THE closer you are to the north pole, the better your opportunities for seeing the aurora borealis. If you were in Alaska or northern Canada during the winter, you would see the northern lights 1 night out of every 3. But even the northernmost parts of the lower 48 states see auroras occasionally - about 20 to 25 times a year. Displays like the one Max and Mr. Rosiello saw are rare. But don't stop looking - during the spring of 1989, places as far south as southern California and Florida witnessed spectacular shows.
Near city lights, under cloudy or polluted skies, or next to forests and mountains, it's difficult to see the aurora borealis. The best place to watch is open land away from lights. The best time is around midnight on a moonless night. Most often, you'll glimpse the aurora as a pale green, misty glow on the northern horizon. If you spot this early in the evening, don't go to bed! Stay up to see if it develops into a full display.
Climatologists (weather professionals) are getting better at predicting the northern lights. How do they know if an aurora will occur? They watch for sunspots and solar flares - great eruptions on the sun's surface.
These explosions shoot out clouds of high-speed, charged particles. Unlike the usual spray of sun particles, these penetrate the magnetic layer of our atmosphere (the ionosphere). When the ionosphere atoms are bombarded by the charged particles, they emit radiation, or light, in different colors. If climatologists or astronomers see solar flares and sunspots, they know an aurora may occur in a couple of days.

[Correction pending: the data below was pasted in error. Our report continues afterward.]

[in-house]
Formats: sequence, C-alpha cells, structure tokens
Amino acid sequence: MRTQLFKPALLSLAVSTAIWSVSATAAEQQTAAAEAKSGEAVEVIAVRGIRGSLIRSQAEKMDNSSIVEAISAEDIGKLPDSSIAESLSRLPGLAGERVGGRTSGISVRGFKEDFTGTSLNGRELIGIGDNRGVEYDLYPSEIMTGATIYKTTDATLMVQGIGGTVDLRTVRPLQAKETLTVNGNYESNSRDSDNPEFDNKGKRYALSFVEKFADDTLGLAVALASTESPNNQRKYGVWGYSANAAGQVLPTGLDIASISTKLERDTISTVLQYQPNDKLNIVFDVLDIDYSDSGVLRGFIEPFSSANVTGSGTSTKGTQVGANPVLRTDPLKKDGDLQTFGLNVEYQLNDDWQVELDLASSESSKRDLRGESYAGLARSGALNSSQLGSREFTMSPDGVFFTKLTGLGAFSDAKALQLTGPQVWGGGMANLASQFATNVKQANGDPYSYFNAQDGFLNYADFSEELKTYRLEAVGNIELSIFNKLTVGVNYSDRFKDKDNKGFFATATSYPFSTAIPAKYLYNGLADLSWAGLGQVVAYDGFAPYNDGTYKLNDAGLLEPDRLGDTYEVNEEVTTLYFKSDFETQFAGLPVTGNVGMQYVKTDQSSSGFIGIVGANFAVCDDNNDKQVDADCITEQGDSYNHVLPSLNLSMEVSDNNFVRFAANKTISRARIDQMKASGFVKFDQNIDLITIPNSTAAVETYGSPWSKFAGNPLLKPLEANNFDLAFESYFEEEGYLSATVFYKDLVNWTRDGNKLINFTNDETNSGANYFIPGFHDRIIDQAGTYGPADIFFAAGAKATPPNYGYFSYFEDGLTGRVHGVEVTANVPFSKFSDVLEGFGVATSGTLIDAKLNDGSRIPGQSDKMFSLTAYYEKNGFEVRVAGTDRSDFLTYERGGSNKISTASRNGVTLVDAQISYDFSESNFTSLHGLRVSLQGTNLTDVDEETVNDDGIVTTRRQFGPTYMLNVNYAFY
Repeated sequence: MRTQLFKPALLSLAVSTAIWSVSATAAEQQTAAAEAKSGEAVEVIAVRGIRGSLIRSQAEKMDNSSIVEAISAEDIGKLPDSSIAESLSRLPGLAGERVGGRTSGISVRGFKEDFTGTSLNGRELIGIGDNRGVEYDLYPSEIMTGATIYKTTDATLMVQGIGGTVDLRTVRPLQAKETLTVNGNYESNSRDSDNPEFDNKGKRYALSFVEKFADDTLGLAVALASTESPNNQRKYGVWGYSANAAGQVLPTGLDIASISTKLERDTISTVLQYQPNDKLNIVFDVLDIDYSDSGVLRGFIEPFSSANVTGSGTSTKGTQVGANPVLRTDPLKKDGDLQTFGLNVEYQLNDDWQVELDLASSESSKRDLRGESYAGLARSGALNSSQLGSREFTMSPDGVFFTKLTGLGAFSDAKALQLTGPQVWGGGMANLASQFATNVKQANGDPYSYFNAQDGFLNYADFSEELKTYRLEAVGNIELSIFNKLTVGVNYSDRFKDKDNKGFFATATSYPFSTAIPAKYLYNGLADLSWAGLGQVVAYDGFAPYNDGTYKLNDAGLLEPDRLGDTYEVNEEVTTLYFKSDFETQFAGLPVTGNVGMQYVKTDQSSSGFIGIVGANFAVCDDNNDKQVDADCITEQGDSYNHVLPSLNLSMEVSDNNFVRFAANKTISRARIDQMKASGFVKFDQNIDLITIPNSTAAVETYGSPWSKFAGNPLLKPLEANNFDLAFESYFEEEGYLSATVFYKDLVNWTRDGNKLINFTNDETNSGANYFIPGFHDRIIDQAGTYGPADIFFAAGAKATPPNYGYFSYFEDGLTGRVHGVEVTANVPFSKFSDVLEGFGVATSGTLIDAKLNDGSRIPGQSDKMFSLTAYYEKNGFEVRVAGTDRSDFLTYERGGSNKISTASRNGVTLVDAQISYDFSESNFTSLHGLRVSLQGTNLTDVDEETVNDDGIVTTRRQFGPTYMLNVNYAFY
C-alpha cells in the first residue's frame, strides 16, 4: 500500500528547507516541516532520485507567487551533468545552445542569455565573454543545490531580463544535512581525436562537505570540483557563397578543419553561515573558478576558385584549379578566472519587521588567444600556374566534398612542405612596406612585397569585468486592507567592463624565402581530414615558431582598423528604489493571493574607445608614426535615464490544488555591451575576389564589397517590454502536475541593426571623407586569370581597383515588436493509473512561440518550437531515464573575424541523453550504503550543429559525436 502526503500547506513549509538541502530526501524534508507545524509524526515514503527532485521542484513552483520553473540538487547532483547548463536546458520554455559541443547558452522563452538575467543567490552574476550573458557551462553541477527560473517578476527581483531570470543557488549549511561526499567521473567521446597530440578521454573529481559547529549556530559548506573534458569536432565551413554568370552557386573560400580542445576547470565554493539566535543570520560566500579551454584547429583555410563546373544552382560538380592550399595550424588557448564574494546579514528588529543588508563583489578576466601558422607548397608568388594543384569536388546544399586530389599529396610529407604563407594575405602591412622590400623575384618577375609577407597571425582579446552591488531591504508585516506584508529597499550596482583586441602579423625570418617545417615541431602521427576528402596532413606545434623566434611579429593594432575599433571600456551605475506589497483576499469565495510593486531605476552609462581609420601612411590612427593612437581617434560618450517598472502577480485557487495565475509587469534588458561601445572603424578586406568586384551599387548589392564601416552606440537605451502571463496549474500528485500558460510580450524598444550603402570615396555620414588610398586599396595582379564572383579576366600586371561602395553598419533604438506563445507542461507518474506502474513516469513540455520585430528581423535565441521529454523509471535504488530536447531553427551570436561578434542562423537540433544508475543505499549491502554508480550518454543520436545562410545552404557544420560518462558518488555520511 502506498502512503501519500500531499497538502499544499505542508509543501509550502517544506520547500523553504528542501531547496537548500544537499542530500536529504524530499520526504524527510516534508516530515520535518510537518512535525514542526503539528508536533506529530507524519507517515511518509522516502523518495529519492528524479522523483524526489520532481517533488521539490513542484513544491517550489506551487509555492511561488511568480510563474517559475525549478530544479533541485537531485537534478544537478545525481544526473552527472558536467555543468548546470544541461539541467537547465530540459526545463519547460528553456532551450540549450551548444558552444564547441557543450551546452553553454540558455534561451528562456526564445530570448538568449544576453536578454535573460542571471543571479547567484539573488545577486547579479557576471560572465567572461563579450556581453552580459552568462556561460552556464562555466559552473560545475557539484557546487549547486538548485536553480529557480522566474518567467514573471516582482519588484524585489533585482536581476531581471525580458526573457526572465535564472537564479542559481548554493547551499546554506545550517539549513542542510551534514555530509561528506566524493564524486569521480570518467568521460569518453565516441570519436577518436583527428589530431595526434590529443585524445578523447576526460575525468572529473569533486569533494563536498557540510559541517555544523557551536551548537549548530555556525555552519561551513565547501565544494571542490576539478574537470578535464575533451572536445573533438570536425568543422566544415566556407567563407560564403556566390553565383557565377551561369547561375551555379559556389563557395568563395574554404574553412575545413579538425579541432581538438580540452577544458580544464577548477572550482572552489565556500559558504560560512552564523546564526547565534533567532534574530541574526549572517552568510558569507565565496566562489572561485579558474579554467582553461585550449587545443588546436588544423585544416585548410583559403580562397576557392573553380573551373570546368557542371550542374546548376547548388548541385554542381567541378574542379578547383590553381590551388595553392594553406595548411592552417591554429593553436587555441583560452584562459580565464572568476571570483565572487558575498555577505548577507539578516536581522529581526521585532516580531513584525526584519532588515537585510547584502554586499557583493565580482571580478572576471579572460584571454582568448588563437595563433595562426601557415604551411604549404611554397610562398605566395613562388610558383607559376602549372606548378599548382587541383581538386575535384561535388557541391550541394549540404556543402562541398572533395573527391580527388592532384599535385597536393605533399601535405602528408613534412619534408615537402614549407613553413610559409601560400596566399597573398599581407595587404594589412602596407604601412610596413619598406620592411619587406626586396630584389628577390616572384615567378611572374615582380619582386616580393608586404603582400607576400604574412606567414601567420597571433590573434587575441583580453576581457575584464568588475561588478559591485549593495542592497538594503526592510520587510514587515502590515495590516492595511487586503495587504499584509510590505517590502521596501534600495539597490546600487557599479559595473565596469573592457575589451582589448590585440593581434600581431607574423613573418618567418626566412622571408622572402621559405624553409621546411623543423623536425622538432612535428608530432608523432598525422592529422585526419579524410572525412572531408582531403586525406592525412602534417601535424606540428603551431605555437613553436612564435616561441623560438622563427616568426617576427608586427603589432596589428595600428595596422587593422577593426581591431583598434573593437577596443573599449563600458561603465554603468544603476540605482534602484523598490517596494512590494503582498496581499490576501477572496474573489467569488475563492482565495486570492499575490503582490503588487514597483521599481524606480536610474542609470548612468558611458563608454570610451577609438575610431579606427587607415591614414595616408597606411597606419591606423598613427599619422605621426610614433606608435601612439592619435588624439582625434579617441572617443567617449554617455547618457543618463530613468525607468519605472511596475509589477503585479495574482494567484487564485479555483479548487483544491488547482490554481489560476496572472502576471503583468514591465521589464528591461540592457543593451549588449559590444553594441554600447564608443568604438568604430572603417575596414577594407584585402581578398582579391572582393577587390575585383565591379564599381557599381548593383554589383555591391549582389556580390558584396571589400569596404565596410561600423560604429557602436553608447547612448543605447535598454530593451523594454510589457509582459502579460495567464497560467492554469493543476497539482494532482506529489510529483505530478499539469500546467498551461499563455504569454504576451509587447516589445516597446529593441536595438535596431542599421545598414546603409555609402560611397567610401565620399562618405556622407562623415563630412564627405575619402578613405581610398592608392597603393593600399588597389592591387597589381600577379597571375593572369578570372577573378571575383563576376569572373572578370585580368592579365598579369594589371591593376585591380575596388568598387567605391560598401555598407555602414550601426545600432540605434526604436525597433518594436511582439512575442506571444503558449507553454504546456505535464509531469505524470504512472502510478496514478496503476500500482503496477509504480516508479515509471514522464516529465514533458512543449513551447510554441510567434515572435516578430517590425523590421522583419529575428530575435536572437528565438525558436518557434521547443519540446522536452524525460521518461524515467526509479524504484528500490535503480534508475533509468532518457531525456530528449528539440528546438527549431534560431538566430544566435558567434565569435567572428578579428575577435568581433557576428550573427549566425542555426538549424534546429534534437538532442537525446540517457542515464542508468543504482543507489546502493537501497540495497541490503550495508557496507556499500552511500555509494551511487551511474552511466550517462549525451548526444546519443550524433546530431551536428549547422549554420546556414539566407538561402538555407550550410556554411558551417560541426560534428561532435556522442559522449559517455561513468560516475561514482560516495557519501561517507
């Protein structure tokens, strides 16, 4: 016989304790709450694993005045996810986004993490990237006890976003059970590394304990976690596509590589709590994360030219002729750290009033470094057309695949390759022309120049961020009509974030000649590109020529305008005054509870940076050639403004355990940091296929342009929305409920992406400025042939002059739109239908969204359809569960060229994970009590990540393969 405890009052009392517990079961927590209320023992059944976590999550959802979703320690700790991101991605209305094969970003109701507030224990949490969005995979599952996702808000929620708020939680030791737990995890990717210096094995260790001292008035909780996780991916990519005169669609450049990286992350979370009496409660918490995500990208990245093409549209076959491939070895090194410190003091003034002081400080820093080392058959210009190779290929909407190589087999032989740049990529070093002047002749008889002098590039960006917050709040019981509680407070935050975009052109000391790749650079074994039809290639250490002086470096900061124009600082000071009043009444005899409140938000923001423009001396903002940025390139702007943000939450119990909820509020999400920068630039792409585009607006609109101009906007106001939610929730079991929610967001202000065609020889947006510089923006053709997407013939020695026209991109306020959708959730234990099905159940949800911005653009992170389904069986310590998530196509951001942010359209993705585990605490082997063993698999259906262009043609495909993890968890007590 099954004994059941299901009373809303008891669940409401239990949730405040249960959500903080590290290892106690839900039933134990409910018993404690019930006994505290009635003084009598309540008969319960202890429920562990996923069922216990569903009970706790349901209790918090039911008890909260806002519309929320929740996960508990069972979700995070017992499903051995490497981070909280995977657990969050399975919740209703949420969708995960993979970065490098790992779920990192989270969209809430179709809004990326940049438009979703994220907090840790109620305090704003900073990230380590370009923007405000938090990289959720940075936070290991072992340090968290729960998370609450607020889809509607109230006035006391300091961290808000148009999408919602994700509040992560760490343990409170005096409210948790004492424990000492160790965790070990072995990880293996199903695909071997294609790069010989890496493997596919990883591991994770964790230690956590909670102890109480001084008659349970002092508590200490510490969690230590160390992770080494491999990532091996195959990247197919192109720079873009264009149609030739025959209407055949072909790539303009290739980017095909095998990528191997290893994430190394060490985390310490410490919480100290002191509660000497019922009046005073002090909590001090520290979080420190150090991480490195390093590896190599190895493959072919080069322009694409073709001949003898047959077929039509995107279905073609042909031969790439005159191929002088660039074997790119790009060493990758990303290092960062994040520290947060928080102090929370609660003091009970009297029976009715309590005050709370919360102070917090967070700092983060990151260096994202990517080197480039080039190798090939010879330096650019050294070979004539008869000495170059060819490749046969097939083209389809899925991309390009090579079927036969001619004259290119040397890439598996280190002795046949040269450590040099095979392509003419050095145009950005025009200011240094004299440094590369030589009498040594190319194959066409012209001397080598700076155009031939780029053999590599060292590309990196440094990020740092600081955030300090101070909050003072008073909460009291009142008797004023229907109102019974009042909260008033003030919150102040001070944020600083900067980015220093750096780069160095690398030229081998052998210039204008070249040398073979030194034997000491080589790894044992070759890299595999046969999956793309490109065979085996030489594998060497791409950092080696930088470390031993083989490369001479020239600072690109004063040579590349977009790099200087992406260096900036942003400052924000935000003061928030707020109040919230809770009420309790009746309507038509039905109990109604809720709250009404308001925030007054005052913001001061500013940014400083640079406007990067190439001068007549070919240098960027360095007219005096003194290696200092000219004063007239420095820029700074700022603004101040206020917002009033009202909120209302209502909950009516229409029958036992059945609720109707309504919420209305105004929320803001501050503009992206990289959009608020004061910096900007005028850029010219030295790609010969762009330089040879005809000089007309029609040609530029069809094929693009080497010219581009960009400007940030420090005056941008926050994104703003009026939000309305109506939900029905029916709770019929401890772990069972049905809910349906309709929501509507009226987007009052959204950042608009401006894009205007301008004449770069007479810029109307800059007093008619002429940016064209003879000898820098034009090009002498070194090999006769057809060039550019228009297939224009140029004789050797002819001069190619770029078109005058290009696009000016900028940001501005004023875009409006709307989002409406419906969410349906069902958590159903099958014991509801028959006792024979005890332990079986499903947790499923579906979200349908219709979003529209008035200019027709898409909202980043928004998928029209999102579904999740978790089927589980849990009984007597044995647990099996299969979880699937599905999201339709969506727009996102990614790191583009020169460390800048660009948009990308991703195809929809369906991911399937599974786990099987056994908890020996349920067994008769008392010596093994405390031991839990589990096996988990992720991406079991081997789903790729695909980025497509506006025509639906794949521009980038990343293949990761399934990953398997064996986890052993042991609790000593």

The sun particles move along magnetic lines toward the earth's poles. The aurora borealis has a twin at the south pole called the aurora australis, or southern lights. If you were looking from outer space you'd see both auroras occurring at the same time!
Maybe you've read ancient stories called the Greek and Roman myths. You might have stumbled across Aurora and Boreas. Gentle and beautiful, Aurora was the goddess of the dawn and the mother of the four winds. Boreas was the north wind. Can you imagine how the dawn might look, if the wind blew across it? You might picture what Max and Mr. Rosiello saw: a rippling curtain of light. Perhaps that's why people called the northern lights ``aurora borealis.''